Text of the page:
Chat with those in the know and you’ll quickly realise there’s absolute no chance of you leaving this hotspot without a bottle or 12 of the Tallawanta Grand Reserve Shiraz. There’s plenty more varieties where that comes from, and remember to dine in for dinner at the incredible Roberts restaurant while observing the local wildlife hopping about in the vines outside.


Let’s face it, Tyrrells is a name synonymous with Australian wine, an Aussie family owned ripper that stands up against the industry giants. Steeped in history that goes back to the mid 19th century, the Vat series wines are particularly among some of the best you’ll ever taste, especially the shiraz and chardonnay. You’ll also be tempted by the port and sparklings, so don’t be shy.



Travel the Top End Loop – Lazy Lizard lunch and cruising with Katherine – Day 5 & 6

By Australia / Northern Territory /

Pine Creek, Katherine Gorge and Cutta Cutta Caves

Before leaving the Jabiru area we stopped off at Mirrai Lockout, parked up the motorhome and a 20 minute walk up to the hilltop was rewarded with panoramic views of across Kakadu to the Arnhem Land escarpments on the other side of the East Alligator river.

We had thought about Jim Jim Falls however as it was accessible only via a 2 hour journey on an unsealed road it was off the agenda with our motorhome – no motorhome or campervan rental can be driven on unsealed roads (unless entering a camping ground or something similar and over a short distance). The Jim Jim Falls road as with many in the park is closed during the wet becoming impassable. As we drove south we crossed countless dry river beds all with the rather telling sign “Don’t linger on bridge and no fishing”, Crocs never seemed to be far away,

Lunch at the Lazy Lizard Resort in Pine Creek was everything you expect from a great Outback pub. Great food and décor to match. Amazing wooden troughs as basins in the toilets, outdoor pool tables and backpacking Germans serving behind the counter!

Having filled up with fuel it was on down the Stuart highway for the 70 minute drive to Katherine. This was our next stocking up point with a trip to Katherine’s large Woolies supermarket (in the main street on the left at the southern end of town) and then we checked in to the Katherine Big 4 , another great holiday park, plenty of space, pool & spar, surprisingly slightly more expensive than Jabiru (our Maui rental came with discounted rates at Big4 Parks) but still great value and excellent facilities including the best equipped kitchens of our trip. In fact we found the facilities wherever we went so good that our motorhome’s cooker had a holiday and was hardly used.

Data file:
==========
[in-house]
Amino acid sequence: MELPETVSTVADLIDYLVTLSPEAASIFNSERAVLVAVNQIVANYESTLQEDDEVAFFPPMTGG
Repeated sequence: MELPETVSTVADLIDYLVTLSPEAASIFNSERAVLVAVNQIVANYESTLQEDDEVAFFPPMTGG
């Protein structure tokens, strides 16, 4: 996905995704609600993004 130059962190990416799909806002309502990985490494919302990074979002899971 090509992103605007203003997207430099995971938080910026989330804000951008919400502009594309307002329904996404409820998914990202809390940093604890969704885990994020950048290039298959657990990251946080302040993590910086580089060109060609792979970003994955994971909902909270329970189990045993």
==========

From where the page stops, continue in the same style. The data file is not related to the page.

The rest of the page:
Of course no visit to Katherine is complete without a cruise through Katherine Gorge or to give it’s correct name Nitmiluk Gorge which sits in the Nitmiluk National Park belonging to the local Jawoyn people. We pre-booked online for convenience sake – $244 for the 4 of us and settled on the 2 Gorge tour – all very much dependent upon water levels.

There’s been plenty written about Katherine Gorge or Gorges as there are 13 in all, needless to say they lived up to expectations. You can hire Kayaks and make your own way down and it’s safe to swim in with only harmless and rather shy small freshwater crocs present.

The other expedition we mounted in Katherine was to drive 30kms south on the Stuart highway and visit Cutta Cutta Caves.

Only discovered in 1910 by a drover whose cattle disappeared into sink holes, the caves extend back 450 metres although only 250 are open to the public – the humid conditions and ammonia make it too dangerous to venture deeper. The local aboriginal clan named the caves Cutta Cutta meaning many stars after the sparkling calcium deposits found within. As it totally flooded during the wet season the cave system was not occupied by aboriginals and has no rock art.

The tour is short and there’s not a huge amount to see, however our guide did show how absolutely and totally dark it becomes when he shutdown the lighting system – the average person lasts 30 minutes before their mind begins to play tricks, we were gladed normal service was resumed after 2!

Nancy L

We travelled the Top End in a 6 berth Maui Motorhome.You can learn more about campervan hire in the Northern territory on the DriveNow Darwin pages.



Three of the worst places to visit in Victoria if you’re trying to give up chocolate

By Australia / Melbourne / Victoria /

WILLY Wonka and his chocolate factory started the rot for many chocaholics, and the sprouting of chocolate factories throughout Australia means there’s no escaping the lure of the cocoa bean. Let’s face it – good chocolate is worth the drive! And Victoria in Australia is as good as place as any for unforgettable chocky experiences.